‘Aladdin’ confirms Jordan as a jewel of Hollywood

The kingdom is fast establishing itself as the go-to destination for Tinseltown’s blockbusters

AMMAN, JORDAN - MAY 13: HRH Princess Rym Ali, Naomi Scott, HRH Princess Jalila, HRH Prince Abdullah, Will Smith, Mena Massoud, Director Guy Ritchie and HRH Prince Ali bin Hussein attend the VIP Screening of "Aladdin", as part of the "Aladdin" Magic Carpet World Tour on May 13, 2019 in Amman, Jordan. (Photo by Ian Gavan/Getty Images for Disney)
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When it comes to reasons for visiting Jordan, you'll be hard-pressed to find a better salesman than Will Smith. The movie star spent up to 10 days in the kingdom's majestic Wadi Rum desert in 2017 as part of the shoot for the recently released live-action reboot of ­Aladdin. Fronting the press earlier this month in the offices of the Royal Film Commission (RFC) in the capital, Amman, Smith was ­adamant that the country will receive a tourism boost as a result of the movie.

"It's basically a love letter to the region," he said. "When the kids see this film, I want them to immediately feel 'ooh, I want to go there'."

This was all music to the ears of Princess Rym Ali, who is part of the board of commissioners at the RFC, the organisation, which provided logistical and local crew support to Aladdin's international production team.

Aladdin is a local triumph

While Smith's enthusiasm was infectious, his endorsement is merely confirmation of what the greater film industry has known for more than five decades.

We've had the picturesque desert vistas portrayed in the 1962 historical drama Lawrence of Arabia. Then there was the rugged backdrop to the intergalactic battles in the 2009 action blockbuster Transformers: Revenge of the Fallen. Next is the coming Star Wars instalment Episode IX: The Rise of Skywalker and the anticipated remake of the Sci-Fi classic Dune. In each, Jordan's natural beauty and political stability have made it a haven for directors looking to add a touch of exoticism and soul to their pictures.

However, it is the local shoot of Aladdin, which is deeply rooted in the region (the original short story was published as part of One Thousand and One Nights) that's the jewel in Jordan's production crown.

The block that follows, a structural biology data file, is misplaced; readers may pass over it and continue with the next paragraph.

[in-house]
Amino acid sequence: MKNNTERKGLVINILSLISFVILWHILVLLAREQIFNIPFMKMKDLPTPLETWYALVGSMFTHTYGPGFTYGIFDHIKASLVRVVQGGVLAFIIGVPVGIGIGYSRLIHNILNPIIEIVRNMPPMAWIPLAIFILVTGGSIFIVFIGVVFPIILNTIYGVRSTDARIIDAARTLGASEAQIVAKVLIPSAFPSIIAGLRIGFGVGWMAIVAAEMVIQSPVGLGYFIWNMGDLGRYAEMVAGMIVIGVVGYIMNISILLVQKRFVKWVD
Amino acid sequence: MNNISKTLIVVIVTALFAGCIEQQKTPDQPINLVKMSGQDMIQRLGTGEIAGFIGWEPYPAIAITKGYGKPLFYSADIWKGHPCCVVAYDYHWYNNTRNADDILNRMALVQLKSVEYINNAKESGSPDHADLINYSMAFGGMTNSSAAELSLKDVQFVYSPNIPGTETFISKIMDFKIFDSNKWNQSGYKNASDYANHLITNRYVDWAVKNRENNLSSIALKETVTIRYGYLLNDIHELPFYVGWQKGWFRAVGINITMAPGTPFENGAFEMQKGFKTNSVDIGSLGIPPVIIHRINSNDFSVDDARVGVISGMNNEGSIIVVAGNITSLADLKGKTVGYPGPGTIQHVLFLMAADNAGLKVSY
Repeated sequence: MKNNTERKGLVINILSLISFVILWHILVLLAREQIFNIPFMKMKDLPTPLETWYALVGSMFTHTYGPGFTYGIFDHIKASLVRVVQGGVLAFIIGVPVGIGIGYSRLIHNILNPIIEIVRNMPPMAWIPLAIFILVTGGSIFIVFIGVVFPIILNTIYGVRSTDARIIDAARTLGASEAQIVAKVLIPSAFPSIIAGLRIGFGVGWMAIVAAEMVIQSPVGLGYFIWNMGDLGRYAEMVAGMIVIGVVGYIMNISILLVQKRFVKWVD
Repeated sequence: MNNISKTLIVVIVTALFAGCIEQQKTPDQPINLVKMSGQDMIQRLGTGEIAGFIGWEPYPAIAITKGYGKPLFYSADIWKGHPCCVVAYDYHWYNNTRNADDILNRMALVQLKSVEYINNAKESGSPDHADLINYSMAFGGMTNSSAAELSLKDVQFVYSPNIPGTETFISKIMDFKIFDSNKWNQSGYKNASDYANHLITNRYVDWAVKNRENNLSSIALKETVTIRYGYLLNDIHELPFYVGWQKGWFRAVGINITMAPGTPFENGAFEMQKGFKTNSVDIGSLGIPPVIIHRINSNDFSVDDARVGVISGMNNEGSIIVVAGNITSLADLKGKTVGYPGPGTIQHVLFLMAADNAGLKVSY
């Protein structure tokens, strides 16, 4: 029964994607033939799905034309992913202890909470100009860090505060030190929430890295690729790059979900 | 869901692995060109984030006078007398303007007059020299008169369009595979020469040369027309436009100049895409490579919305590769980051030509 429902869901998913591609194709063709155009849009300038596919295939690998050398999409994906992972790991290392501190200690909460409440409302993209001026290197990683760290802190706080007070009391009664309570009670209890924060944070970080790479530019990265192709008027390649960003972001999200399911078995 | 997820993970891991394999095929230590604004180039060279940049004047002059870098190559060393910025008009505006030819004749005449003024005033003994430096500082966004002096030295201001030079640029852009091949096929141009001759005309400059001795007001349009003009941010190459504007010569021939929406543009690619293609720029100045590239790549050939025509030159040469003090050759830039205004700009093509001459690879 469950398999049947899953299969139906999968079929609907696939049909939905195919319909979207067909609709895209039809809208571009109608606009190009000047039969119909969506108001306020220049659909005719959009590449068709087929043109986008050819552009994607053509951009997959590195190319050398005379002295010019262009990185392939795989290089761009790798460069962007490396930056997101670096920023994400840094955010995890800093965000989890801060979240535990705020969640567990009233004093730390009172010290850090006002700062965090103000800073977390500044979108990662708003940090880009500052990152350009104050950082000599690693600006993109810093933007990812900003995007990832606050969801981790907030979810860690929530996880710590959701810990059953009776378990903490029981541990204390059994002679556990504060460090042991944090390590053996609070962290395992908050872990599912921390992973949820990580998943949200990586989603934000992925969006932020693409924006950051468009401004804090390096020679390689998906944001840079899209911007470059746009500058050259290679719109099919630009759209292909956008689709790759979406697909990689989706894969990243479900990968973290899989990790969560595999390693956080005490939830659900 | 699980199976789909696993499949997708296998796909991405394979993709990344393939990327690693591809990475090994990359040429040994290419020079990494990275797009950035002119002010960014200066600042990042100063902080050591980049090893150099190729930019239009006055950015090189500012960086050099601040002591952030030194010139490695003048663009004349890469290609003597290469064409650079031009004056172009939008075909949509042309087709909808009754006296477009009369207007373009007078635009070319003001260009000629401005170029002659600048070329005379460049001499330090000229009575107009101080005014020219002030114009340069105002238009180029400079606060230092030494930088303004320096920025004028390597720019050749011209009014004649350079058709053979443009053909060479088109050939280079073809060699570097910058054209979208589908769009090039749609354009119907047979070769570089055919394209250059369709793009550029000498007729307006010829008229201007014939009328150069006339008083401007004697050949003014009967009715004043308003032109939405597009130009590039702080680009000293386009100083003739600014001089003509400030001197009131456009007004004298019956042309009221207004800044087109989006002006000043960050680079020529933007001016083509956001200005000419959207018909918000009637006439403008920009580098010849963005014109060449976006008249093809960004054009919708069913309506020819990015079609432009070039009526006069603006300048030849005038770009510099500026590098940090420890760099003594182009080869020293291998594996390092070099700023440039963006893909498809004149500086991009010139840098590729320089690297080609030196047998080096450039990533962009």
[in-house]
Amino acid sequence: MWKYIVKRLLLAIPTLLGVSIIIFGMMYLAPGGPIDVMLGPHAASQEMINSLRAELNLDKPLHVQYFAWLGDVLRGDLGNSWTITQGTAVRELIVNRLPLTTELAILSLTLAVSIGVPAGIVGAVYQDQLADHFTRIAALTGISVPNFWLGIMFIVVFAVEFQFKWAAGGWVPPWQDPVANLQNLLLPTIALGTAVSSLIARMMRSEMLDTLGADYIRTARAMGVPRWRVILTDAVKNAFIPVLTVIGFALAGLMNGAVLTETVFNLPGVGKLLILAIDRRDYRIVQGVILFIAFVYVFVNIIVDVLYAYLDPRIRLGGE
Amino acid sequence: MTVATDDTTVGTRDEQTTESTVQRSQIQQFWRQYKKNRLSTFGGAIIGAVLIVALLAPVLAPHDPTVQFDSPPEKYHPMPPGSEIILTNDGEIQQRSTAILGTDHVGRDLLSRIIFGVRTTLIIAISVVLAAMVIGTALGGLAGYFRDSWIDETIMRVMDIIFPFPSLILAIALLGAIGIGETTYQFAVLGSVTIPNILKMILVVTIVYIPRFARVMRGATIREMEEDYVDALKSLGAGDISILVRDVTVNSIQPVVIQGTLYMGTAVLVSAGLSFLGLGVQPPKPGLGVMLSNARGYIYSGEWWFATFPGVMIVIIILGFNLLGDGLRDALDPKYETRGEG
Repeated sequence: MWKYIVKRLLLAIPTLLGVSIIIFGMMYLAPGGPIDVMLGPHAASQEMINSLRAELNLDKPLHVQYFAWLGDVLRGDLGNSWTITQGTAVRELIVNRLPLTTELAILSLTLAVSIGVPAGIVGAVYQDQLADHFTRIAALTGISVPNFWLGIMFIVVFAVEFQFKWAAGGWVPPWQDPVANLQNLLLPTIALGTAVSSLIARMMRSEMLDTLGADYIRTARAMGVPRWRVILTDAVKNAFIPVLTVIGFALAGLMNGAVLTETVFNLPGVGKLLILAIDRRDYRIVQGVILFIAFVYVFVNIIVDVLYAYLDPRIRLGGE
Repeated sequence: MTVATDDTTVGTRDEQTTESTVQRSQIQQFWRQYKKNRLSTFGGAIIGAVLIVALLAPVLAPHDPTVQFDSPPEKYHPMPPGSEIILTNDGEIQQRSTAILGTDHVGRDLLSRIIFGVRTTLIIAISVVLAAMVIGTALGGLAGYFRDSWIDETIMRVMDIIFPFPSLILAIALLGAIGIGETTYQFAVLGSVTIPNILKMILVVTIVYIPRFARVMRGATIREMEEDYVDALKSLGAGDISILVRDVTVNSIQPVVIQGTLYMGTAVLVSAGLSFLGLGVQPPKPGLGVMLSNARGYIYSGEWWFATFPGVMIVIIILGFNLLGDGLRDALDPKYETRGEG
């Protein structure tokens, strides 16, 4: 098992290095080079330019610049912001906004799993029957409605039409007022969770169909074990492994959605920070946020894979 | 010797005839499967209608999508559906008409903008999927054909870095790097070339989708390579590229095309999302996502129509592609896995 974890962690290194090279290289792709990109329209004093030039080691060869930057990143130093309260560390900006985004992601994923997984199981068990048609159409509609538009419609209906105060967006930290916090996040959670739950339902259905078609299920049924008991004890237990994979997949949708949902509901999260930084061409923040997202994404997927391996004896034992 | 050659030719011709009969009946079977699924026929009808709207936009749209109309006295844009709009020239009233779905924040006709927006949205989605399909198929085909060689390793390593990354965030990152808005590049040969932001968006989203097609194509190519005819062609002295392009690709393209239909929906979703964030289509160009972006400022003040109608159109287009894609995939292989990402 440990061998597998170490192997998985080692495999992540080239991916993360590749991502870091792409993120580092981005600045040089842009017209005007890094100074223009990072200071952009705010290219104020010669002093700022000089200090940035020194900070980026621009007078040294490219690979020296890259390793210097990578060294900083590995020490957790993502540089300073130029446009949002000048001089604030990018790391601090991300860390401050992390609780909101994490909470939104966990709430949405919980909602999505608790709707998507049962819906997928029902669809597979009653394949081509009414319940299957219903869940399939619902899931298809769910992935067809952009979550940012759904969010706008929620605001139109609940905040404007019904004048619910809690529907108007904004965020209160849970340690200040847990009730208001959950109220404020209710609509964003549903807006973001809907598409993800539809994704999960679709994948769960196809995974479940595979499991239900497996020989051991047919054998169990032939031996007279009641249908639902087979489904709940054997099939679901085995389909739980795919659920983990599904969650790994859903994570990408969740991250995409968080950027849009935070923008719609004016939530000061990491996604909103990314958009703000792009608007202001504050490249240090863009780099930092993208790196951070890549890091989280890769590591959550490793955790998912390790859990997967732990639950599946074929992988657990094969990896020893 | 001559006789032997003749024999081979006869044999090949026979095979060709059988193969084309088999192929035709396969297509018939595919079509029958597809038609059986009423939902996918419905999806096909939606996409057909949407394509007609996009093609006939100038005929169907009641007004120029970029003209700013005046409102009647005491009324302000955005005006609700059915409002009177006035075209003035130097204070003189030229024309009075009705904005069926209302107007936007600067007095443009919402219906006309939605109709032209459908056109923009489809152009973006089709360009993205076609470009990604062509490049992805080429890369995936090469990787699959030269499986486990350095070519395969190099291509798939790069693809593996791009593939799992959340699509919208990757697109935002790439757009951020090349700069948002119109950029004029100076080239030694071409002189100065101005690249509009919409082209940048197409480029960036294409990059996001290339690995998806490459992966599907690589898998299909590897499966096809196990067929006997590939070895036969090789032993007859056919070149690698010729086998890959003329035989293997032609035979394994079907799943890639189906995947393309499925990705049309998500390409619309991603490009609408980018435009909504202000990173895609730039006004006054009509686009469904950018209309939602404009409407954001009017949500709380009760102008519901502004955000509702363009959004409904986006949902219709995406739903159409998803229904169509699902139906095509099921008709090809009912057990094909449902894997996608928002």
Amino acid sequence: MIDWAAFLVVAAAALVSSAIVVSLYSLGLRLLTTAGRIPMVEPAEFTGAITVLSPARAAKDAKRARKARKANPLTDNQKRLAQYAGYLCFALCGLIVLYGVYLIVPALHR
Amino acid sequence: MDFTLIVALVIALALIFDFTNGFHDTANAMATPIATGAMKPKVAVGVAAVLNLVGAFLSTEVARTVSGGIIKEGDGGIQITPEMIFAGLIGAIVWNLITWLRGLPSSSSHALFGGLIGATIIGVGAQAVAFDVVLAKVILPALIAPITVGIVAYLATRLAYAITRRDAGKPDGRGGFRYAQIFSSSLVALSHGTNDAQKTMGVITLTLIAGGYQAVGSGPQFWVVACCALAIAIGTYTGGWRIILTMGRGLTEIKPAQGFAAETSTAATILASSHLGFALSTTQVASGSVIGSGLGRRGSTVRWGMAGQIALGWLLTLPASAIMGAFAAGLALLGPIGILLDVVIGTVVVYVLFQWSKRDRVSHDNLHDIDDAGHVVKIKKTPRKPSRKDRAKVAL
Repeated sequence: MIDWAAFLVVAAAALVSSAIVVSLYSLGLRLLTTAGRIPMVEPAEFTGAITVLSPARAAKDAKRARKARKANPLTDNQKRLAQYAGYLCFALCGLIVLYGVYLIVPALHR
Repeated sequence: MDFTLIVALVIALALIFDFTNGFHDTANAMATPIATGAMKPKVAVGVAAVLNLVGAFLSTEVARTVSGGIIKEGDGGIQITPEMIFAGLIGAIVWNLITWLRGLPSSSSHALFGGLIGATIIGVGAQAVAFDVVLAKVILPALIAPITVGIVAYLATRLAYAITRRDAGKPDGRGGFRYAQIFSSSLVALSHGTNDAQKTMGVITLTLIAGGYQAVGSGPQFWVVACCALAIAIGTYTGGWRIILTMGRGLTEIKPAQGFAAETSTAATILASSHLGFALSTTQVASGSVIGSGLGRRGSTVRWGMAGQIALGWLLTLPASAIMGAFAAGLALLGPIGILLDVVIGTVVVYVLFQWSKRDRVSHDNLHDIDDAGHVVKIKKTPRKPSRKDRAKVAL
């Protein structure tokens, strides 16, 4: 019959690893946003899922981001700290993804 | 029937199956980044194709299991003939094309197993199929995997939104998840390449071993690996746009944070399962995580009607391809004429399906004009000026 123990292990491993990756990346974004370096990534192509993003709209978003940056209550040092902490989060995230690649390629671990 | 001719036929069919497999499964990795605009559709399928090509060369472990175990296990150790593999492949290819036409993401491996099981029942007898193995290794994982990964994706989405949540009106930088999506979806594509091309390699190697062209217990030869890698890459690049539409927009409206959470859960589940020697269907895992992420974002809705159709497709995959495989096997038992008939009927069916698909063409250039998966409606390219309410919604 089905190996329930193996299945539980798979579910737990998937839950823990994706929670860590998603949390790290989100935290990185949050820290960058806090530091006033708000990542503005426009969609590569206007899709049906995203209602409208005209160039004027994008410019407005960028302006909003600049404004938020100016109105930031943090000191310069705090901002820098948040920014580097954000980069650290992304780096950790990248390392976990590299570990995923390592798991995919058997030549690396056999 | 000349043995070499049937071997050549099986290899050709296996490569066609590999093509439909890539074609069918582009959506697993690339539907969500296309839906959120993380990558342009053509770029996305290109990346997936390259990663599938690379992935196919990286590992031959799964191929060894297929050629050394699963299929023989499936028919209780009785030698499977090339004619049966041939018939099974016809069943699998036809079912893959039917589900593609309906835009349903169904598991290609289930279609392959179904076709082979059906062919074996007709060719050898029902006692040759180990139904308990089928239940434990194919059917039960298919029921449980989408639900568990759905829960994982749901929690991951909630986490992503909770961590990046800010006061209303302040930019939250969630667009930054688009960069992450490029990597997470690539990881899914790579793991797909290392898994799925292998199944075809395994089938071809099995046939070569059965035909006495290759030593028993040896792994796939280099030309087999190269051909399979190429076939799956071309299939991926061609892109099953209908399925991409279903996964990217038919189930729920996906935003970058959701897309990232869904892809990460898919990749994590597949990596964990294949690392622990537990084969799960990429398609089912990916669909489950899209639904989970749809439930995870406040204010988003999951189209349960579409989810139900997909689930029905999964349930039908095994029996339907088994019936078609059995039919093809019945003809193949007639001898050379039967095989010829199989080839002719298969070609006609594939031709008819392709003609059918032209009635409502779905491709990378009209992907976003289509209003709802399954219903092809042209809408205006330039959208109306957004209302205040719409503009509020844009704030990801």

"To have the film here is definitely a coup for us," Princess Rym tells The National. "There are times to be modest and there are times when it's OK not to be. And this is definitely a time when it's OK to celebrate."

The successful production of ­Aladdin is a triumph for the RFC, which has been attracting films to the kingdom for more than a decade, thanks to its cashback rebate scheme, which was recently boosted from 20 per cent to 25 per cent of production costs. The policy presently applies to film teams spending a minimum of $1 million (Dh3.6m), but the commission is reportedly looking to reduce that figure to allow lower budget films to benefit from the incentive.

As someone who helped drive the initiative, under the guidance of the chairman Prince Ali Bin Al-Hussein (the third son of the late King Hussein of Jordan), Princess Rym says the scheme came to fruition after two years of negotiations with the Jordanian government. She says discussions focused on illustrating the various ways in which the incentive could boost the kingdom's economy.

While acknowledging the scheme was initially viewed as risky, she says, "At the end of the day, we are offering a cash rebate on money that wouldn't be in the country." She goes on to describe how up to 150 Jordanian professionals from various sectors of society have benefited from a large production like Aladdin setting up in Jordan. "Everyone got involved, there was hospitality, catering, carpentry and make-up. So many people got jobs out of this."

A skill exchange

However, more than providing employment opportunities, the benefits of a big film working in the country is that it provides plenty of opportunities for the local film industry to rub shoulders with and learn from their Hollywood counterparts.

Most of the producers, actors and directors were happy to give their time and talk to local filmmakers. A lot of them are very busy, but the fact they gave their time, from a day to a few hours, we are all grateful for that.

In terms of Aladdin, Princess Rym was pleased at the level of collaboration and knowledge exchange shared by the local and international crews. "Part of the contracts that we have always include hiring a certain amount of Jordanians and hiring interns," she says. "But I have to say, all the films that have come through have been extremely open with sharing their knowledge. Most of the producers, actors and directors were happy to give their time and talk to local filmmakers. A lot of them are very busy, but the fact they gave their time, from a day to a few hours, we are all grateful for that."

We may see the full fruits of these partnerships soon on the big screen. In what will not only be a boost to the country, but to the region's film industries, the RFC last week announced that the inaugural Amman International Film Festival will be held next year from April 13 to 18.

With the event already in the planning stages, and the Jordan-shot blockbusters Episode IX: The Rise of Skywalker and Dune set to premiere later this year, the kingdom's imprint on Hollywood will continue to grow.